e-Shopping Advisory for the Holiday Season

by CXOtoday Staff    Dec 09, 2008

* Buy from a trusted website: Are you buying from a trusted brand? Can you tell where the company you are buying from is based? Does the site provide you with contact details or an after sales service number? Are sale conditions available and printable? Do other online shoppers recommend this site?

* Make sure that you buy trusted products: Is the product legal in your country? Are you sure it is not a counterfeit product? Do you have sufficient information about the product? And is the product traceable?

* Make sure that personal details are protected: Before you validate a transaction, or verify your personal details, make sure you know how your personal details will be used (promotional purposes from the website, shared with related third parties, etc.

* Make sure that online payments are done in a secure environment: Use secure and trusted payment systems such as Digipass authentication to prevent fraudsters from accessing your personal and financial details.

Beware of these:

* Charity Phishing Scams:

Many popular charitable organizations encourage consumers to think of others during the holiday season through emails asking for year-end donations.

Unfortunately, hackers also know consumers are in the giving spirit during the holidays and prey on their generosity through fake charity phishing emails. The hackers send fictional emails that appear to be from well known charitable organizations, such as the Red Cross, the Salvation Army, and Oxfam that direct consumers to fake Web sites designed to steal their money.

* Email Banking Scams:

The current economic climate is not only forcing over 95% of us to spend less money and buy fewer holiday gifts this season, but prompting hackers to take advantage of bank account balance concerns to bah-humbug the holidays with another common phishing scam. Financial institutions are the most common phishing scam targets. According to the Anti-Phishing Working Group, during the first quarter of 2008, 92% to 94% of all phish scams were financial-services related.

With these scams, the bad guys send an official-looking email that asks consumers to confirm account information, including their user name and password. These emails often try to fool consumers into thinking that if they don’t comply with the instructions, their account will become invalid.

So remember, call your bank by telephone if you’re concerned about your account. Never give your account details out as a result of an email request or you could fall victim to a popular phish scam designed to empty your wallet. And with the stress of the holidays, your guard might just be down enough that you fall for one of these scams.

* Holiday e-cards:

Scammers may send you an e-card that appears as if it’s coming from Hallmark asking you to download an attachment to pick up your e-card. However, the attachment isn’t really an e-card — it’s a Trojan. This particular Trojan then waits for you to sign onto AOL. If and when you do, it displays a pop-up window that looks like an AOL form, but asks you to verify/update your AOL billing info by providing your credit card, checking account info, and Social Security number.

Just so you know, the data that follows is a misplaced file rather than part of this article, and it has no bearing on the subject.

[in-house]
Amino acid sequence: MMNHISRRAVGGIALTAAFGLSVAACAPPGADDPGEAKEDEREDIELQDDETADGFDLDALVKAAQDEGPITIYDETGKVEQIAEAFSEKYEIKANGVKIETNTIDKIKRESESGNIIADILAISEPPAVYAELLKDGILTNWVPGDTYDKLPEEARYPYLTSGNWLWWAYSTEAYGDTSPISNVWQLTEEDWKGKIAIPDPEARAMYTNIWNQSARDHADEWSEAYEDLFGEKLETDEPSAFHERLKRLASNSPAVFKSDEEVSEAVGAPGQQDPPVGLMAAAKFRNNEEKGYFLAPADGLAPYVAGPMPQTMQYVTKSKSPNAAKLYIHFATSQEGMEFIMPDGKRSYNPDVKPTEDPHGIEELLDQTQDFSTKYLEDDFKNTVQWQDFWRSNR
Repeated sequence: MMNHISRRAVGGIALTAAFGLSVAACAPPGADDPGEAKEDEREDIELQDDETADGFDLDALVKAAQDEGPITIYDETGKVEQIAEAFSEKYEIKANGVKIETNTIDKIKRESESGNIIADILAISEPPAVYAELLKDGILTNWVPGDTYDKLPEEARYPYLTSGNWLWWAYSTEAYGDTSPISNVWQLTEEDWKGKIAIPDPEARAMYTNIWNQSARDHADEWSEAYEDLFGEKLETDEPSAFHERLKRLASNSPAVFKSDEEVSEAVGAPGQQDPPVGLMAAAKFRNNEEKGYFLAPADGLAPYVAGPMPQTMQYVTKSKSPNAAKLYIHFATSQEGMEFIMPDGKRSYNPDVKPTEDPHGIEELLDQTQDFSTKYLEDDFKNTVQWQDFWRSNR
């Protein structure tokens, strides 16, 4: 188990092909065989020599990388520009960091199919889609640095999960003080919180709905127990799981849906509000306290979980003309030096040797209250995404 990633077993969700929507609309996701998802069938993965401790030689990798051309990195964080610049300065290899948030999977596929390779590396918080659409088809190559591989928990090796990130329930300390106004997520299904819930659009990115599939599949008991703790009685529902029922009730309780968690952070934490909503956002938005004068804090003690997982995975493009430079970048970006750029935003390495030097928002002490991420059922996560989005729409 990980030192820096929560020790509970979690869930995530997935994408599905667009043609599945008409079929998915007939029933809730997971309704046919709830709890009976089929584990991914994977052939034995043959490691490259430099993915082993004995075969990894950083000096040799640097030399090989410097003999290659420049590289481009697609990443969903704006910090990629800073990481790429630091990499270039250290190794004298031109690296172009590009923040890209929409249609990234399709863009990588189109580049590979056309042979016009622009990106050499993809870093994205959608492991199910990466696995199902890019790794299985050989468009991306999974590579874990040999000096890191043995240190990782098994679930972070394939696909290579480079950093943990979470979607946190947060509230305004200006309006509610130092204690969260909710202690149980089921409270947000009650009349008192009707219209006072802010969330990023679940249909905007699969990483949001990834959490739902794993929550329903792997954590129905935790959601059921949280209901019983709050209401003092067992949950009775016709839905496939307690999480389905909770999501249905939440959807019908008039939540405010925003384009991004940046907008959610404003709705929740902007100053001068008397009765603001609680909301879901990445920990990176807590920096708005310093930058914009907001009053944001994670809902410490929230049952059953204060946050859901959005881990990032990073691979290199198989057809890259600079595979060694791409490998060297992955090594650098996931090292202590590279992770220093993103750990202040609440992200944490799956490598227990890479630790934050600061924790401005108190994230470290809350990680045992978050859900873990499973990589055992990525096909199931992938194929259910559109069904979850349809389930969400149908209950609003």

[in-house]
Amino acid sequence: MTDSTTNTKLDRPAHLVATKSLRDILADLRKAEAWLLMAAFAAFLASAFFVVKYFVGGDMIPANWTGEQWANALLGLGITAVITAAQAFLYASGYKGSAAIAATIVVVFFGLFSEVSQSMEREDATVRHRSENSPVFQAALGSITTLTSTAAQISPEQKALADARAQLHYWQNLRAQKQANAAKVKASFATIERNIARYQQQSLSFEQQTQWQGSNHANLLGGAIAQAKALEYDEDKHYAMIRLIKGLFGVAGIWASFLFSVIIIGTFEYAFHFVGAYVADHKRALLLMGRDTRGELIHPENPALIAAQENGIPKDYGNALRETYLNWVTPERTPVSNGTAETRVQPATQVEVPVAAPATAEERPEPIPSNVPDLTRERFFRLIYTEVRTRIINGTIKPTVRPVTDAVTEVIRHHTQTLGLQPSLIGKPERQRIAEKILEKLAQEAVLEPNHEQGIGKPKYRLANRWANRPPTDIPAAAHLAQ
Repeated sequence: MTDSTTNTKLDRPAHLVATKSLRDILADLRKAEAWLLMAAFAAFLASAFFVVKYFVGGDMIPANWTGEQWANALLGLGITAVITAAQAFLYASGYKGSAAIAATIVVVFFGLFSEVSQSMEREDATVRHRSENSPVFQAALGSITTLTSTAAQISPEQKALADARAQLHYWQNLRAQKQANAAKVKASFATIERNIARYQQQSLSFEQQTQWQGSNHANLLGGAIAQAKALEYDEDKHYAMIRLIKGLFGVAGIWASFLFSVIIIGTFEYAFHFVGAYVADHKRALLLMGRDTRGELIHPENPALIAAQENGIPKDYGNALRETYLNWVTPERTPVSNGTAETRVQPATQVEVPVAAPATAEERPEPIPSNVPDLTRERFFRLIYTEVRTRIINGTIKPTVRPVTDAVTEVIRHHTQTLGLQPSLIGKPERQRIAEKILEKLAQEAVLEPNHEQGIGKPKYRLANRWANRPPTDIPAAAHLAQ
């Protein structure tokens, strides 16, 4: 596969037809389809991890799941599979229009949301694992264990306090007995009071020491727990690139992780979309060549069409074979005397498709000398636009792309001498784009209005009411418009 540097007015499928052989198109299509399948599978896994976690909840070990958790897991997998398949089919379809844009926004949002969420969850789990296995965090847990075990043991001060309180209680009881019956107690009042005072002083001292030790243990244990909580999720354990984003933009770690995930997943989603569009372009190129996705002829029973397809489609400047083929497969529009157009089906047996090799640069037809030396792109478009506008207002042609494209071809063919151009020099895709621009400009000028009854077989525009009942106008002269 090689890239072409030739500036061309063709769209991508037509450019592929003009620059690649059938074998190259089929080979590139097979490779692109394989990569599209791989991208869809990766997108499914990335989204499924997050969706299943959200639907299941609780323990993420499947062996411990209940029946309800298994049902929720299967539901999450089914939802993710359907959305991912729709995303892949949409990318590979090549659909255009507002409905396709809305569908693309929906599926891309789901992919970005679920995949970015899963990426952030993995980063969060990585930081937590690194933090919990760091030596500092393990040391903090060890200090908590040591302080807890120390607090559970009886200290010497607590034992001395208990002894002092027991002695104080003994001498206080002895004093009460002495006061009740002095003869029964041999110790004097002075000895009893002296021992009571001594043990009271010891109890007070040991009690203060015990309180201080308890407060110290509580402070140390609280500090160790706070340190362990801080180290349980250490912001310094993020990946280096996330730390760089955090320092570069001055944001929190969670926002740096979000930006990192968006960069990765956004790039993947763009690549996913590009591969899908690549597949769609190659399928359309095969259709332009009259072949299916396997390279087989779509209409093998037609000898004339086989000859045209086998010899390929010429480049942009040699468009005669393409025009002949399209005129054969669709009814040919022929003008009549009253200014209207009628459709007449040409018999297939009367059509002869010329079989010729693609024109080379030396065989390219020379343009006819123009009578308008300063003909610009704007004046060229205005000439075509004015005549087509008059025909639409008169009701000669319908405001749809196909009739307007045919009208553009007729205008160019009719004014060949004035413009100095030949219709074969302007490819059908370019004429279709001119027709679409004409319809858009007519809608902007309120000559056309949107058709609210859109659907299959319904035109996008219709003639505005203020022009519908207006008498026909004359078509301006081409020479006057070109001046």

A few clues that an e-card is not legit are spelling mistakes, errors in the message, unknown senders or senders with bogus names and odd-looking urls. If in any doubt about the legitimacy of an e-card, do not open it. Never click on anything from an unknown source.

* Fake Invoices:

Spammers create a fake invoice or waybill and send it via email as an attachment. Once the consumer opens the email attachment there are a few variations of - the recipient may be asked to confirm or cancel an order, they may be told that the parcel service was unable to deliver a package due to having an incorrect address, or the recipient may receive a customs notification about an international package.

In every instance, the email either asks the consumer for their credit card details so that their account can be credited or requires the recipient to open an invoice or customs form to receive the package.

* Holiday-related Search Terms:

McAfee has determined a list of holiday-related search topics that it has deemed risky. These include free Santa holiday screensavers, holiday downloads, wallpapers, Christmas tree downloads, Christmas-related ringtones, etc. Clicking on these could leave you open to adware, spyware, and other malware attacks.

* Holiday-themed email attachments and spam:

Holiday-inspired subject lines are intriguing to most consumers. The recent McAfee holiday survey found that 49% of consumers have opened or would open an email with a holiday themed attachment. Consumers should beware of emails that prey upon their holiday spirit.

(Inputs have been provided by VASCO Data Security and McAfee Inc.)

Related links:
A Guide to Christmas Scams